Some people want micromanagers in higher office; perhaps they feel secure in the idea there exists a final check on their math at the very top.

But others see this as impractical, as the higher up the food chain you go there is more of which to keep track. This school of thought holds that if, even if his motives were pure, President Donald J. Trump’s calling Georgia’s secretary of state with instructions on how many votes to “find” is absurd on its face.

There’s no way to put lipstick on a pig. In a way, it had to happen. When you govern the way Trump has, the loyalty test gets this personal. Other presidents, for instance Richard Nixon, had guys with crew-cuts to do their dirty work for them. The amazing thing about that last phone call, the one that led to his impeachment, was the fact that Trump does it himself.

For Trump, the ideal underling is his former golf caddy, Dan Scavino, to whom he dictates his tweets.

While the Ukraine call remains subject to interpretation, the Georgia call was something else entirely. We’re used to pushing around foreigners, it frequently happens the moment an American disembarks anywhere abroad (moreover, we’ve now seen there is more to the Hunter Biden story than the mainstream media has been covering). But states take pride in the independence of their top electoral officials, and Georgia is probably not an exception to that.

Tuesday (our deadline precedes when we’ll get the results by about 12 hours) will be the proof of that. On the ballot are two Republicans who have been (bizarrely) accused of insufficient loyalty to Trump: will that be a blessing or a curse?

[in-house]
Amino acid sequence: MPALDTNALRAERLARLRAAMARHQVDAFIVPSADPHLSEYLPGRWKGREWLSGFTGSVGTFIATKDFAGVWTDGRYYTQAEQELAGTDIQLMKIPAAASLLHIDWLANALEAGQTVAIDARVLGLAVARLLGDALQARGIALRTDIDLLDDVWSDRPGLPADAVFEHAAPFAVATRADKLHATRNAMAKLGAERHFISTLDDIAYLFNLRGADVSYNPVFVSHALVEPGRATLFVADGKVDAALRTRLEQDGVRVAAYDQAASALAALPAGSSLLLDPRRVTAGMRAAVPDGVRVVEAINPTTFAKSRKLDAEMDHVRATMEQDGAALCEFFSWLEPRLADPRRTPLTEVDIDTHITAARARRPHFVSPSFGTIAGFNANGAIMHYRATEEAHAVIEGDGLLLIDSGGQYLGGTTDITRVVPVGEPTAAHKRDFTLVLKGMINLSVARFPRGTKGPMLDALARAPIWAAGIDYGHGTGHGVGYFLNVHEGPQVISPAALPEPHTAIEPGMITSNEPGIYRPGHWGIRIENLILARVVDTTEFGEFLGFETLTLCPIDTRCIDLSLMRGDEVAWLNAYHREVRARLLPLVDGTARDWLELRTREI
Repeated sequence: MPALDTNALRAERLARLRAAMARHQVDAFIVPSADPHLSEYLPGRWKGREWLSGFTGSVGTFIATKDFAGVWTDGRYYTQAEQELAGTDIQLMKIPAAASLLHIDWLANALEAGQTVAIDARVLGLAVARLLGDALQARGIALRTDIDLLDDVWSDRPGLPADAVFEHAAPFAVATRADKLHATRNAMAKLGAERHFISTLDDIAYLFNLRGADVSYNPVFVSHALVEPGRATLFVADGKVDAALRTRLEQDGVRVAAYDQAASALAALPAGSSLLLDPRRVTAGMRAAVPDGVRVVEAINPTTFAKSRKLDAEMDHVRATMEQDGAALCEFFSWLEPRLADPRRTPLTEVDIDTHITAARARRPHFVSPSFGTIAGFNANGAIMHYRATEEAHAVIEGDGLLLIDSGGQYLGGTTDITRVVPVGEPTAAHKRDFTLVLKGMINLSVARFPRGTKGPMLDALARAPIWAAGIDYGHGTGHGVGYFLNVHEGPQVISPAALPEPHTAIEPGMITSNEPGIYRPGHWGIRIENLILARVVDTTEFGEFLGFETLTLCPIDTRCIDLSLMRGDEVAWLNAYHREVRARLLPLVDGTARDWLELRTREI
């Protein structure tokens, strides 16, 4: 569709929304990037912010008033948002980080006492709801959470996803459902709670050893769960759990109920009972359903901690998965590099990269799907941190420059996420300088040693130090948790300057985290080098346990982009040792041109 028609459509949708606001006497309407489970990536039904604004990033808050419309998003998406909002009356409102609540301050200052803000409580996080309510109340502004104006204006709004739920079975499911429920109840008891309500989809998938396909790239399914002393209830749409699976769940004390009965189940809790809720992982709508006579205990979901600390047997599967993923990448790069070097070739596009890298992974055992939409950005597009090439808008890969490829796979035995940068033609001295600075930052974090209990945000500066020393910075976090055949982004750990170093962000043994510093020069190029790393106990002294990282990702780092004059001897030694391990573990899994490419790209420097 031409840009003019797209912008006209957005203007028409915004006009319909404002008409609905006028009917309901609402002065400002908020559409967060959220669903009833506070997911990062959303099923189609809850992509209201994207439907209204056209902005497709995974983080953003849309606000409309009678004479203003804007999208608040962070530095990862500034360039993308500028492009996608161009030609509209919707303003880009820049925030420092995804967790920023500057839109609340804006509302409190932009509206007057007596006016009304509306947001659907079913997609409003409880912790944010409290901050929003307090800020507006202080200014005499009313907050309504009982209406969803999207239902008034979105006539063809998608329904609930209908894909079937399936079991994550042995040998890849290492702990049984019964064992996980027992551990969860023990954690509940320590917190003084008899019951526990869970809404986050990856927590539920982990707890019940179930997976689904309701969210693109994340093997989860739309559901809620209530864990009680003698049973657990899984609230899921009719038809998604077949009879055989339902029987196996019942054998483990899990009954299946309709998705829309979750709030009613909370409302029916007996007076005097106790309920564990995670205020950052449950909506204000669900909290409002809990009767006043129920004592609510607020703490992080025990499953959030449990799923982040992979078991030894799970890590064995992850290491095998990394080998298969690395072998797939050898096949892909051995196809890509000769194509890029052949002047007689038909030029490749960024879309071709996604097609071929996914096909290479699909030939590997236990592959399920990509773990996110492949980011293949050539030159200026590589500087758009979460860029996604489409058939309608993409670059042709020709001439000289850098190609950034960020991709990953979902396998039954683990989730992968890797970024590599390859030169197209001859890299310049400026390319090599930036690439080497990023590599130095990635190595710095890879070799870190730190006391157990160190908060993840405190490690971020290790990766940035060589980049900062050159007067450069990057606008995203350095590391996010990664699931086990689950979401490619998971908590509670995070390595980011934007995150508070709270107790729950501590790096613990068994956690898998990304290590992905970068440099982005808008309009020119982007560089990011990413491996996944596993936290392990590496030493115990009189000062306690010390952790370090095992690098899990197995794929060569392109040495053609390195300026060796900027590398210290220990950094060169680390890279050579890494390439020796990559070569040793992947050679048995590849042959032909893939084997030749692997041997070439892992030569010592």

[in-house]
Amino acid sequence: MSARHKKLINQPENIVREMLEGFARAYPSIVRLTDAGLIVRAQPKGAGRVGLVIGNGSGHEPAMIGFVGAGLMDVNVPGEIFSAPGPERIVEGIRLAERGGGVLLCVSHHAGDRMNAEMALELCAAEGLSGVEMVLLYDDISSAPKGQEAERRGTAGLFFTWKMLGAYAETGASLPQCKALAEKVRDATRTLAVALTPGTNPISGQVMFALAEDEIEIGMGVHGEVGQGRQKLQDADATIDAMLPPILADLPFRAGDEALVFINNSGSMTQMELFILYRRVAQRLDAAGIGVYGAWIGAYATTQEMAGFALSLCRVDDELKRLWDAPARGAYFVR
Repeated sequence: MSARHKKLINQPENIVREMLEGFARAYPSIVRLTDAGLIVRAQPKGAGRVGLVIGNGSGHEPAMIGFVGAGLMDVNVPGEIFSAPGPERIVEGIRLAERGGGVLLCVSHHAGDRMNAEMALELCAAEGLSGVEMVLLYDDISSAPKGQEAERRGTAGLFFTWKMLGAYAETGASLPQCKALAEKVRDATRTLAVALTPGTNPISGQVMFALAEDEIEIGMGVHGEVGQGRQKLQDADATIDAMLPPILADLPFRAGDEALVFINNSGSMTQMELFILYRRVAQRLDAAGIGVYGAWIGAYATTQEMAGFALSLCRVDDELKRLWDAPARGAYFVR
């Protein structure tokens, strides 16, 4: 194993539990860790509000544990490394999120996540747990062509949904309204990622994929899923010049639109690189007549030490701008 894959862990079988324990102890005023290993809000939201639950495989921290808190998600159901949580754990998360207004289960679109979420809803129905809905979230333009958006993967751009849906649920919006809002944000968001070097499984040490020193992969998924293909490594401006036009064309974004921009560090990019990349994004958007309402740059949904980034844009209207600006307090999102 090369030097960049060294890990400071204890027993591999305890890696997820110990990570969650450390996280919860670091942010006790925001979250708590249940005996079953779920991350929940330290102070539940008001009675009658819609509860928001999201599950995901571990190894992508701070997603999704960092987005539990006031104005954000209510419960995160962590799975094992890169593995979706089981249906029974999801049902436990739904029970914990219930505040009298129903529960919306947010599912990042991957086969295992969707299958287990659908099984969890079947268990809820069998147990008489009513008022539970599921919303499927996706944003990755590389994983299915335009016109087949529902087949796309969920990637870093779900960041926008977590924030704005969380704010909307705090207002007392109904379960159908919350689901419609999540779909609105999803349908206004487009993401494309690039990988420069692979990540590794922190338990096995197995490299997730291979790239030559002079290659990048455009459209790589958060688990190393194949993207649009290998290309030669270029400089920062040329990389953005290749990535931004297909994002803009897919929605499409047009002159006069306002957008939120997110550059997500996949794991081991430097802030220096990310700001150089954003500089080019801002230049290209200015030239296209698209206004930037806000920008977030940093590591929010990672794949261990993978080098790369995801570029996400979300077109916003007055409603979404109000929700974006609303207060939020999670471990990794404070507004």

Since Ukraine and Trump have become so intertwined, what if we compare this recent call to his 2019 call with Ukrainian President Volodymyr Zelensky. Ukrainians are used to foreign interference. Fifteen years before the Trump-Zelensky call, the discovery of a Russian plan to fix the vote count there sparked an “Orange Revolution” that overturned a falsified result.

Against such a background, a little American interference could even be seen as reassuring.

But where Trump was merely suggestive in his conversation with Zelensky, theoretically a peer, with Brad Raffensperger he was at times directive and at others pleading. The framers of the Constitution and the authors of the Federalist Papers could not have envisioned such a spectacle, intrigued though they might have been by it. The brilliance of having states administer their own elections has never been clearer, indeed it is a triumph of our brand of federalism because we know it happened. There could be no better argument against an all-powerful federal bureau of elections.

Together with Madison, Hamilton and Jefferson, the Ukrainians are likely amused by this latest imbroglio. They assume of course that politicians play tricks to hold onto power, but might ask “why does he do it himself, and why so clumsily?” After all, in a power vertical, this would be Georgia Governor Brian Kemp’s job.

But in the crash and burn style of Trumpism, you inevitably reach a point in time when there is no one left to implement your orders. Let us not forget, this is a man who sent his bodyguard to deliver the letter firing FBI Director James Comey (who may well have deserved the firing, but still).

Business and bureaucratic organizations rely on the written word: emails, memoranda, the findings of blue-ribbon commissions and the like. Criminal organizations, by contrast, put little in writing. It becomes less sotto voce, though, when the other side presses "record."

If anything, this whole episode proves Susan Collins wrong about Trump learning his lesson. He definitely didn’t. The only way it really matters now (and to Collins herself who will or won’t get the appropriations chair based on what happens) is how Georgians react to it. My wild guess? Not well.

Sam Patten is a recovering political consultant who was raised in Knox County and worked for Maine’s last three Republican senators.